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Massage Today
December, 2003, Vol. 03, Issue 12

Reimbursement Fees to Ontario Massage Therapists Slashed

By Editorial Staff

Editor's note: The following article was excerpted from "New Regulations Cut Reimbursement Fees to Ontario Chiropractors," which appeared in Nov. 3 issue of Dynamic Chiropractic (

The Ontario government recently introduced a series of measures designed to reform the province's auto insurance system.

Included in the reforms are new fee schedules that drastically reduce the maximum amount insurers are required to pay health care providers, including massage therapists, for their services.

Effective Nov. 1, massage therapists, occupational therapists, registered nurses, physiotherapists, podiatrists and other providers will see fee reductions ranging from 30 percent to 50 percent - in some cases, as low as $49 - and chiropractors' hourly fees will be reduced to a maximum of $95 an hour for services rendered to patients injured in automobile accidents.1

The reforms were drafted in response to the province's escalating insurance premiums. According to Statistics Canada, a census and survey information provider, auto insurance rates in Ontario jumped an average of 27.7 percent from April 2002 to April 2003.4

While the insurance industry has blamed the rate increases on a sputtering economy and the aftereffects of the Sept. 11, 2001 terrorist attacks, figures from the Insurance Bureau of Canada show that private property and casualty insurers made $1.1 billion in the first half of 2003, nearly four times the amount made over the same time span the previous year.

According to the Toronto Star, provincial officials estimate the new fee limits will save insurance companies approximately $400 million per year. In an interview with the Star, George Cooke, a past chairman of the Insurance Bureau of Canada, said the fee cuts and other changes would trickle down from the insurance industry and translate to substantial savings to drivers, who would see a reduction in their insurance premiums.5

Some health care providers in the province, however, are worried the cuts are so severe that they may force practitioners to stop serving auto accident victims.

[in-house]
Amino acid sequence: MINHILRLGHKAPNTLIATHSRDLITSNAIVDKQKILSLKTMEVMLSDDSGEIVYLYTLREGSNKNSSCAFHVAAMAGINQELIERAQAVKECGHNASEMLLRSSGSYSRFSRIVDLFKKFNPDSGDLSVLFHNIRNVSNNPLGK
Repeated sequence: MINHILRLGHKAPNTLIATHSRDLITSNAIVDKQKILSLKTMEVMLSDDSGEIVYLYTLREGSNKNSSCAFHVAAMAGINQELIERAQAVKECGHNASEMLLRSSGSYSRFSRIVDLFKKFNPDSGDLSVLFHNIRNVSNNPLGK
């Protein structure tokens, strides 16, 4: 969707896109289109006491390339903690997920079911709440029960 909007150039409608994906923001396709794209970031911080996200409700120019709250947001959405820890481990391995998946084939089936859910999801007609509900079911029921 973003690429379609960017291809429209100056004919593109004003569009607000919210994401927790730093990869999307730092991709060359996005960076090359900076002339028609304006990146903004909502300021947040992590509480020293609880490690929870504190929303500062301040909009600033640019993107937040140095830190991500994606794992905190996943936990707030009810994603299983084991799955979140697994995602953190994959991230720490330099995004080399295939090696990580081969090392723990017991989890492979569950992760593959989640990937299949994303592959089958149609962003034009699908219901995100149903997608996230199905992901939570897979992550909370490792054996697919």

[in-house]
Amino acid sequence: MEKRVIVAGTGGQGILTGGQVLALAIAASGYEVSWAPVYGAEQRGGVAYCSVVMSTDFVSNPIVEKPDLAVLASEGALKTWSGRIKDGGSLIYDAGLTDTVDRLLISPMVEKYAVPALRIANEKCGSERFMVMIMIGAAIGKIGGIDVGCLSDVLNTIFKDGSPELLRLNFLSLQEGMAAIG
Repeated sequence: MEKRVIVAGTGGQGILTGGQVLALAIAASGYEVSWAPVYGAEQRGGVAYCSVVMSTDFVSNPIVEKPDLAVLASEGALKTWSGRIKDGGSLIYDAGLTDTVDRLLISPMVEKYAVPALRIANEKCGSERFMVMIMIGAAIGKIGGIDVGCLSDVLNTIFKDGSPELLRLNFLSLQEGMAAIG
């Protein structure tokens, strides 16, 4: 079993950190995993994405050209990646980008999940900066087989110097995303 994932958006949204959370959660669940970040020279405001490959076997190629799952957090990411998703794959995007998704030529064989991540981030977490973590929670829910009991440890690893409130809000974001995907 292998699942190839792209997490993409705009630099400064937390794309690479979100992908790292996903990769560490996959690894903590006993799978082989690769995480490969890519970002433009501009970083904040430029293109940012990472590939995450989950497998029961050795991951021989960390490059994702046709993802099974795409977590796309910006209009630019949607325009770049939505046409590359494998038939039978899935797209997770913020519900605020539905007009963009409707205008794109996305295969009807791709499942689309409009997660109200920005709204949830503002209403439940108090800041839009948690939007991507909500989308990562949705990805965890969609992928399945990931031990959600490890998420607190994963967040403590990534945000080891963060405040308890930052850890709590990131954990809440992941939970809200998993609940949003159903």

"It is sure hard to follow the logic of their numbers," said Jeff Lear, an official with the Ontario Association of Speech Language Pathologists and Audiologists. Speech language pathologists will see a 30 percent fee reduction under the new regulations.5

Members of the Ontario chiropractic profession have also questioned the reforms, and are concerned about the effect they will have on access to care. "Coming two days after the insurance industry announced profits of over $1 billion in the first half of the year, the announcement is hard to understand," said Dennis Mizel, DC, president of the Ontario Chiropractic Association. "Like all health professionals, I'm worried that the impact of this change will be that people injured in auto accidents have to wait longer to receive the care they need, and in turn, this well mean they're off work longer, and they're more likely to develop chronic injuries. The government should rethink this drastic announcement, in light of the effect it will have on access to care."2

"We would have preferred to see more modest cuts in professional fees and then see what happens in six months," added Carlan Stants, DC, chair of the Coalition of Regulated Health Professional Associations and Allied Organizations. The coalition was formed in October 2001 to represent the interests of the professional health care community on issues related to automobile insurance. Dr. Stants said that while some elements of the bill (such as the preapproved framework for whiplash treatments and an existing ban on payment of cash settlements within a year of an injury claim) will produce substantial savings for insurers, the new fee limits could cause an undue burden on some health care providers. "It is almost like it is too much all at once," he said.3


  1. Ontario Gazette, Sept. 27, 2003.
  2. Telephone interview with Dr. Robert Haig, Ontario Chiropractic Association, Oct. 1, 2003.
  3. Daw J. Health professionals face steep cuts. Toronto Star, Sept. 18, 2003.
  4. Thompson J. Insurance: rising rates and risks. CBC News Online, June 25, 2003.
  5. Daw J. Fee cuts to hurt services, therapists say. Toronto Star, Sept. 19, 2003.


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